") is outstanding. Able to inspire heartbreak and outright guffawsher forays into hip-hop dancing are sure to go down as some of the funniest moments in film this yearWatts is close to incapable of giving anything other than beautifully complicated performances. In recent years, her gradual reveal of an inspired comedic side has been surprising in the best way possible; she should continue to work in this genre more often. As Jamie and Darby, Adam Driver (2014's "This Is Where I Leave You
") and Amanda Seyfried (2014's "A Million Ways to Die in the West
") arguably have the more difficult tasks. In lesser hands, their characters could quickly grow unlikable verging on intolerable, but Driver and Seyfried give them the shading necessary to avoid this trap. Jamie and Darby do not always make the best decisions, but they aren't bad people; they simply have a lot of growing to do. Josh and Cornelia do, too, but in different ways.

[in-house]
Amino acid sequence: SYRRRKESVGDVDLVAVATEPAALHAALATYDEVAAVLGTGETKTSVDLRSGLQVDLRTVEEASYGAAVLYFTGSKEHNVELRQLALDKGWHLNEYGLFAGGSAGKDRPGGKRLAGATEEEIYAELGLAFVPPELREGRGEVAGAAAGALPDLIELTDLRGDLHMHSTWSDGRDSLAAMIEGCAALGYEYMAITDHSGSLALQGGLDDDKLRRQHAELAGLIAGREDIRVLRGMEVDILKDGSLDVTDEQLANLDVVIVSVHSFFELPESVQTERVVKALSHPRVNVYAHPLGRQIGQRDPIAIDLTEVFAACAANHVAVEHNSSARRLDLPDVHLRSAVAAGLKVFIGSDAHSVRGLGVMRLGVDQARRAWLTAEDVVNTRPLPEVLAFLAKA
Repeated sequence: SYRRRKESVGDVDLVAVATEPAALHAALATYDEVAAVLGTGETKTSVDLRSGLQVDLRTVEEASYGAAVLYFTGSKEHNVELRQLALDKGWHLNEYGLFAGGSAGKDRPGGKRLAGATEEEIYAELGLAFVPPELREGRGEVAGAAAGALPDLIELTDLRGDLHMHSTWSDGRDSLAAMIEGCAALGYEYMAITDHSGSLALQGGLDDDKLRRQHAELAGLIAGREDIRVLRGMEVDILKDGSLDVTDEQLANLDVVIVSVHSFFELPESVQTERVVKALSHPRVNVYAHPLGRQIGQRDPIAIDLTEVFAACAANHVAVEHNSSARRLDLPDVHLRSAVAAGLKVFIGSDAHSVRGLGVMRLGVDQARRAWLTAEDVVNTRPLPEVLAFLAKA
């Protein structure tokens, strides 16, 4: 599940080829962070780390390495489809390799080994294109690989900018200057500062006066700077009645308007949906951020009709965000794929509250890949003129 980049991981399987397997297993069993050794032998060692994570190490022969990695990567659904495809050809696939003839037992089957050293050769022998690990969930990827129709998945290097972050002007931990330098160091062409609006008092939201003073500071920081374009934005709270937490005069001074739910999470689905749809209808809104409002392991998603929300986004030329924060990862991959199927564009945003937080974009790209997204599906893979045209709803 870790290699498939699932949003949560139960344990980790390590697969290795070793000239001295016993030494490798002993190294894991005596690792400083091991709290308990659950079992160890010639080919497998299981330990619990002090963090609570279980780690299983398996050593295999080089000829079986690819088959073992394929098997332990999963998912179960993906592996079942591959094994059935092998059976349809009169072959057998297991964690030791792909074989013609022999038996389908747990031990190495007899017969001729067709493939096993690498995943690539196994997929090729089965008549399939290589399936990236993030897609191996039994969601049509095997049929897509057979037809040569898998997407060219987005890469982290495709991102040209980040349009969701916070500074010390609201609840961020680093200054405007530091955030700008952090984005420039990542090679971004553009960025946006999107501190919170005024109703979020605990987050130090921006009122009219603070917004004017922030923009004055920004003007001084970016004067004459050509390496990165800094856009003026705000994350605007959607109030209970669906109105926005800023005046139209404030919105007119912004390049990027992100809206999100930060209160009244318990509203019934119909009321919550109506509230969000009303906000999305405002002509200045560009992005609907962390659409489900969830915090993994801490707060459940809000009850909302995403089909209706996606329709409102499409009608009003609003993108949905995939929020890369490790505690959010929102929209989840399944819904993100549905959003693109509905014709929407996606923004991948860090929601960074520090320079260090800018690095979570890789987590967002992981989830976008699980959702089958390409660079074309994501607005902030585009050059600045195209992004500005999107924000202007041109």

"While We're Young" provides a fascinating dichotomy of what it is like to be of a certain age, and the unfair expectations that society places on people based on where they think they should be in their lives at any given time. Noah Baumbach's focus on characters and dialogue over plot is necessary, at one with the work of Woody Allen and Nicole Holofcener. When he attempts to add conflict with a key revelation in the third act, the picture temporarily falters with a confrontation between Josh and Jamie that strikes a rare false note. This scene doesn't comfortably fit with all that has come before it, and should have been treated with a more subdued approach. The very ending, too, is questionable; without giving anything away, a major life decision Josh and Cornelia make signals a huge step in their marriage, yet conflicts with the nonconformist message Baumbach has made prior to this about how there is no right or wrong way to pave one's future. "While We're Young" doesn't lead to its conclusion quite as anticipated, but that is also, even in its cursory missteps, part of the appeal. This is a smart, empathetic, sometimes scarily identifiable work from a writer-director who continues to carve a gratifying niche for himself in independent cinema.